You should use a reliable, express delivery service (e.g. UPS, FedEx) to mail your application. Utilizing an express delivery service will enable you to track your application and its delivery. Please save your receipt.

How long will processing at the USCIS take?

Processing time at the USCIS is estimated to be 90-120 days. However, processing times vary widely, depending on the time of year and workload at the Service Center to which you send your application.

You cannot begin employment until you have received your Employment Authorization Document (EAD) from the USCIS and the “start date” printed on the EAD card is effective. 

  1. After USCIS Approval

If your application is approved, you will receive an Employment Authorization Document (“EAD card”) from the USCIS Service Center.

You must submit a copy of your EAD card to International Affairs for record.

Important Reminders

  • Economic Hardship Employment Authorization is limited to 20 hours per week when school is in session and 40 hours per week during school breaks. 
  • Economic Hardship employment authorization is normally issued for one year. You may submit a request to the USCIS for renewal of work authorization by following the same procedures outlined above. The earliest you may request a renewal is 180 days before your current EAD expires. Please remember to send a copy of your current EAD along with the other documents listed above to the USCIS. 
  • Employment authorization is automatically terminated when you graduate, transfer to another university or violate your F-1 status in any way (e.g. not registering as a full-time student).


Special Student Relief (SSR) 

“Special Student Relief (SSR) is a suspension of certain regulatory requirements by the secretary of the U.S. Department of Homeland Security (DHS) for an F-1 student from parts of the world that are experiencing emergent circumstances.”

When the Department of Homeland Security issues a Federal Register Notice authorizing special student relief, students are allowed to apply for work authorization and, once approved, may enroll in fewer credits each semester.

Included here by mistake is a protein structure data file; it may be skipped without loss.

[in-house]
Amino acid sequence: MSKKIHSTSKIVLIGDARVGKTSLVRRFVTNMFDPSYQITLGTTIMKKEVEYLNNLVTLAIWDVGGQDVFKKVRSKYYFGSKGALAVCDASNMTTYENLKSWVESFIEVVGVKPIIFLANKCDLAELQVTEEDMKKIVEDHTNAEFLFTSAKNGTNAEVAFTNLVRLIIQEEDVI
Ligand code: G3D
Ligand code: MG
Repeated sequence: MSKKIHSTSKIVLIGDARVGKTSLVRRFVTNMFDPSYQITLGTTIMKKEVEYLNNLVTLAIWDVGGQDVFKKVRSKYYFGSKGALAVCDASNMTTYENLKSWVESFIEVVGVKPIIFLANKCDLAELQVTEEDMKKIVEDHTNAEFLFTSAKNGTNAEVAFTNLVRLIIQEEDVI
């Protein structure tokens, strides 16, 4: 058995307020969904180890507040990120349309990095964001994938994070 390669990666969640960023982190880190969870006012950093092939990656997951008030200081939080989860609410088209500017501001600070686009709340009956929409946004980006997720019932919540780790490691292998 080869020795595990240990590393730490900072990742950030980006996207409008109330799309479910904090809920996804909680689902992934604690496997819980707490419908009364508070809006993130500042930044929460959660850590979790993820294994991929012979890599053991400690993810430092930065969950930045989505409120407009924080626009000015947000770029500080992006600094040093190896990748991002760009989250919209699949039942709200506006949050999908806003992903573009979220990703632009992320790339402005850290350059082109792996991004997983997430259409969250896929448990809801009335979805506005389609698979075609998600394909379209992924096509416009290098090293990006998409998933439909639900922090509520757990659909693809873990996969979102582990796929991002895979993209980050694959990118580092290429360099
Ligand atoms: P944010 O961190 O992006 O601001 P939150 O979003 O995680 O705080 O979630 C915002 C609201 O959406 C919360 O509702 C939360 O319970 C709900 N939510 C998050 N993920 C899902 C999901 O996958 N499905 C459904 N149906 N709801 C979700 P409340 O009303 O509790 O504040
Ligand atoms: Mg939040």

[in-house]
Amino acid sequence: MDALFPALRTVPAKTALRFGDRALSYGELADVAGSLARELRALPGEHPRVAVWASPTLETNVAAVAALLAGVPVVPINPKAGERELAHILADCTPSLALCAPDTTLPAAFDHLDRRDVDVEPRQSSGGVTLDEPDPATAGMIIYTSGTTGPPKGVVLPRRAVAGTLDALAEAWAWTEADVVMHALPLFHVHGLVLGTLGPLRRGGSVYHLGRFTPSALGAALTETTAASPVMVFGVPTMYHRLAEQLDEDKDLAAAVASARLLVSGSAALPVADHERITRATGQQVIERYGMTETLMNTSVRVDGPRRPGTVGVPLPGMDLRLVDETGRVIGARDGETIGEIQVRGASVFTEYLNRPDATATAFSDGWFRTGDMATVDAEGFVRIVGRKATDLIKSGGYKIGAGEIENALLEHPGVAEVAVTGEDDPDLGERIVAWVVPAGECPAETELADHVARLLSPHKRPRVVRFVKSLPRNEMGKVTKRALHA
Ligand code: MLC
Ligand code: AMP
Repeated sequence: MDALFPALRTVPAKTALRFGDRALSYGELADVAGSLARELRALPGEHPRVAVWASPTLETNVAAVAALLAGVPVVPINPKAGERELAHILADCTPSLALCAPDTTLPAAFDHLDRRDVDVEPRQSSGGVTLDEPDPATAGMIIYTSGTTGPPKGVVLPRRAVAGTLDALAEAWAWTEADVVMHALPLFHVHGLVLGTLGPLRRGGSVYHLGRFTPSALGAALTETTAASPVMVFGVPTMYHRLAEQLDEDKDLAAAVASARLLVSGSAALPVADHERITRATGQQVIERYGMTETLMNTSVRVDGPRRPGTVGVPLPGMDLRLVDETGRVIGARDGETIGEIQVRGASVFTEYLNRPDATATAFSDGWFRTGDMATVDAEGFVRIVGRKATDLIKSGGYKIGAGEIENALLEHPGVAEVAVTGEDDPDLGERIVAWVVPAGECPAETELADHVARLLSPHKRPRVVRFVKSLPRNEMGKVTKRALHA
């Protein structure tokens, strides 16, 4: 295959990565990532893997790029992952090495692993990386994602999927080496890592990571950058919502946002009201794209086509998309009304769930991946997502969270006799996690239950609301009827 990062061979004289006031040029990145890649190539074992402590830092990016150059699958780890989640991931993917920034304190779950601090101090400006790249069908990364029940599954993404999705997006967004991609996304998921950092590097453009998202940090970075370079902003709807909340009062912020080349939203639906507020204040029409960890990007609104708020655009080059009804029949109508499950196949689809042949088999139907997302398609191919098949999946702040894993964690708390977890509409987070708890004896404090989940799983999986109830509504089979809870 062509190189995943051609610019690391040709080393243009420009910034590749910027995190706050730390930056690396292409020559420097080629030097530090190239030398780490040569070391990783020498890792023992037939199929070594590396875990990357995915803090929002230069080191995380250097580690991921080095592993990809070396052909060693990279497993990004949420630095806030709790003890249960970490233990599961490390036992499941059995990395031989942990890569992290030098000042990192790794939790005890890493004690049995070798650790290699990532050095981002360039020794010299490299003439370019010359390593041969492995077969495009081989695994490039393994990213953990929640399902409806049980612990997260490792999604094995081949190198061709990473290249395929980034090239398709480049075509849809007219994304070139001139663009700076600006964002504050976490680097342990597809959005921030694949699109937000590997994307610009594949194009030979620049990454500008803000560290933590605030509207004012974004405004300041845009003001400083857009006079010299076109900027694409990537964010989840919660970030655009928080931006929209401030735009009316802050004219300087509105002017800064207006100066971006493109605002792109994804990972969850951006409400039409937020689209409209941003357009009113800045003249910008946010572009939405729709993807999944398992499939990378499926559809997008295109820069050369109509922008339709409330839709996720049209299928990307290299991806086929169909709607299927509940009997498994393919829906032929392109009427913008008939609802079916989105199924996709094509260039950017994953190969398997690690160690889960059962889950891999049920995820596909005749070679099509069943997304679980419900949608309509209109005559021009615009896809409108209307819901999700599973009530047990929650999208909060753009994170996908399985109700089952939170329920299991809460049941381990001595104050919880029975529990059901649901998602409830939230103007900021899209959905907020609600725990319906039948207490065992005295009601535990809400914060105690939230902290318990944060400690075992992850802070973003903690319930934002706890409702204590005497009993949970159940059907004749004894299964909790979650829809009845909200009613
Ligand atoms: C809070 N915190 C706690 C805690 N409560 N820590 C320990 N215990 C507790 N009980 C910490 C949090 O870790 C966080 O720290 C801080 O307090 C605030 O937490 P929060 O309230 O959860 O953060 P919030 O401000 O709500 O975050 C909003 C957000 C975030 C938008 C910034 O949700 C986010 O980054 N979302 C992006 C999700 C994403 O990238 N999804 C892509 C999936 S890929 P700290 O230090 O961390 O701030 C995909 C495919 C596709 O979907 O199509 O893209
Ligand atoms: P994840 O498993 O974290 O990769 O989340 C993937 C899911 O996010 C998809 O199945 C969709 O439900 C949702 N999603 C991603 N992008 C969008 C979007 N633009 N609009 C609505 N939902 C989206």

Please contact your DSO for more information.

  • Student must be a citizen of a country specified in a Federal Register Notice.
  • Have lawfully resided in the U.S. for the dates indicated in the Federal Register Notice.
  • Have reported “on time” to ISS and maintained full-time enrollment at University of Washington.
  • Are currently maintaining F-1 status as students, not on post-completion practical training.
  • Are experiencing severe economic hardship as a direct result of the emergent circumstances in their country of citizenship.


At present, there are active SSR programs for the following. Click on the country / region name to access the official Federal Register announcement for Special Student Relief.

SSR Programs

Most Recent Effective Start Date*

End Date

Afghanistan (citizens); extended on 9/25/23

May 22, 2022; Sept. 25, 2023

November 23, 2023; May 25, 2025

Burma / Myanmar (citizens)

May 25, 2021

May 25, 2024

Cameroon (citizens)

June 7, 2022

December 7, 2023

Ethiopia (citizens)

December 12, 2022

June 12, 2024

Haiti (citizens)

January 26, 2023

August 3, 2024

Hong Kong (residents)

January 26, 2023

February 5, 2025


March 18, 2023

September 17, 2024

Syria (citizens)

April 22, 2021

April 1, 2024

Venezuela (citizens)

April 22, 2021

September 9, 2022

Yemen (citizens)

January 3, 2023

September 3, 2024

South Sudan (citizens)

March 3, 2022

November 3, 2023

Sudan (citizens)

October 20, 2023

April 19, 2025

Ukraine (citizens), extension 8/21/2023

April 19, 2022; extended on August 21, 2023

October 19, 2023; extended to April 19, 2025

Sudan (citizens)

April 19, 2022

October 19, 2023

We recommend that students who are interested in applying for Special Student Relief meet with DSO at the International Student Advising and Transition Services (ISATS). After meeting with the DSO, they will need to follow the steps listed below to file an application with USCIS.

Step 1: Request an I-20 from ISATS

Please contact the Office of International Student Advising and Transition Services (ISATS) to meet with a DSO. When meeting with a DSO, please provide information about your circumstances why you need to apply for SSR.

Step 2: Gather needed documents/materials

Your application must include the following documentation for USCIS.

  • I-20 with Special Student Relief recommendation.
  • Copy of passport photo page
  • Copy of U.S. visa from passport
  • Copy of most recent I-94 record
  • Two passport photos
  • Payment for USCIS ($410) or the Form I-912 requesting the fee waiver
  • Letter to USCIS indicating that states how the situation in your home country has impacted you and how special student relief will help you moving forward

Step 3: Submit your application to USCIS

Submit your I-765 application to USCIS.

Step 4: Authorization

Wait for your authorization from USCIS. Once you receive your authorization, you may begin to work.  Please let the ISATS DSO know when you receive your approval.